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Is the Return of Syrian Refugees to Their Country Really Safe?

Written by Feras Dallatey
Misbar's Editorial Team Misbar's Editorial Team
30th May 2023
Is the Return of Syrian Refugees to Their Country Really Safe?
The dispute over refugees escalated during the Turkish elections (Getty)

The political landscape in the Arab region has experienced significant changes in recent months, including the Arab League's decision to lift the freeze on Syria's membership after 12 years and the participation of Syrian regime leader Bashar al-Assad in the Jeddah summit. The issue of Syrian refugees has been a prominent topic on the agenda of many countries. However, the controversy surrounding the return of Syrian refugees remains a contentious subject. This article aims to examine the safety concerns related to the return of Syrian refugees, explore the differing viewpoints of various entities, and assess the risks that prevent their repatriation.

Controversy over the Return of Syrian Refugees

The notion of a safe return for Syrian refugees should be carefully evaluated, considering the extensive evidence of ongoing violations and insecurity within the country. International efforts should prioritize the protection and well-being of refugees and focus on facilitating voluntary returns only when basic protection conditions are met.

The Jordanian Perspective

In Jordan, the issue of Syrian refugees has been prioritized under the "step by step" initiative proposed by King Abdullah bin Al Hussein. While the initiative emphasizes the need for voluntary and safe return, the Jordanian government has not provided a concrete plan. The government acknowledges the necessity of initiating the voluntary return process promptly but lacks detailed proposals.

The Lebanese Perspective

In Lebanon, a divisive public discourse has emerged regarding the return of Syrian refugees, who number more than 2.8 million. Many blame them for the country's economic collapse and argue that they should leave now that the war in Syria has ended. Former President Michel Aoun proposed a plan to return 15,000 Syrian refugees per month to unspecified "safe" areas, while politicians and public figures exploit the notion of safety to support and expedite deportations.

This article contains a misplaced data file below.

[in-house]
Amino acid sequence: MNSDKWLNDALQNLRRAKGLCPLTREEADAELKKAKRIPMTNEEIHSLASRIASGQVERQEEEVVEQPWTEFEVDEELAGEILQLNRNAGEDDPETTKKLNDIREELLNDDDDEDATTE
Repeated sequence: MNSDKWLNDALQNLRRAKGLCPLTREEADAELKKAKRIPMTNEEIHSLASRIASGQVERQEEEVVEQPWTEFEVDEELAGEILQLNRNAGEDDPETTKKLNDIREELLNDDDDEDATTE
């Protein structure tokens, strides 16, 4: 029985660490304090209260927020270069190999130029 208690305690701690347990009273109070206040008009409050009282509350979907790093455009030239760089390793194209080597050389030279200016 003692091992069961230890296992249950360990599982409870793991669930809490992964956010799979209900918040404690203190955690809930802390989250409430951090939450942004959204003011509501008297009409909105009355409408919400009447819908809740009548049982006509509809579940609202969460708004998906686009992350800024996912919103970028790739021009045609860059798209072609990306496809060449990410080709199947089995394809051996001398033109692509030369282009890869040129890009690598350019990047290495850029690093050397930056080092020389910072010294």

The Turkish Perspective

In Turkey, with the previously intense electoral competition between President Recep Tayyip Erdogan and opposition leader Kemal Kilicdaroglu, the issue of Syrian refugees has become a point of contention. President Erdogan has presented a plan to establish a "safe area" in northern Syria and return a million refugees, acknowledging that the current situation in Syria is not entirely safe. The opposition, on the other hand, supports the return of Syrians under temporary protection to "safe" areas in cooperation with international institutions and the Syrian regime, but their stance has evolved during the election campaign.

The Danish Perspective

Denmark has seen right-wing campaigns advocating for the return of Syrian refugees granted asylum in 2015. These campaigns use advertisements and videos showcasing tourist destinations in Syria to argue for the safety of the country. The Danish Refugee Council has assessed the security situation in specific areas as safe, leading to decisions to withdraw the asylum of thousands of refugees. However, the official repatriation process faces challenges due to strained Danish-Syrian relations and refugees seeking asylum in other countries.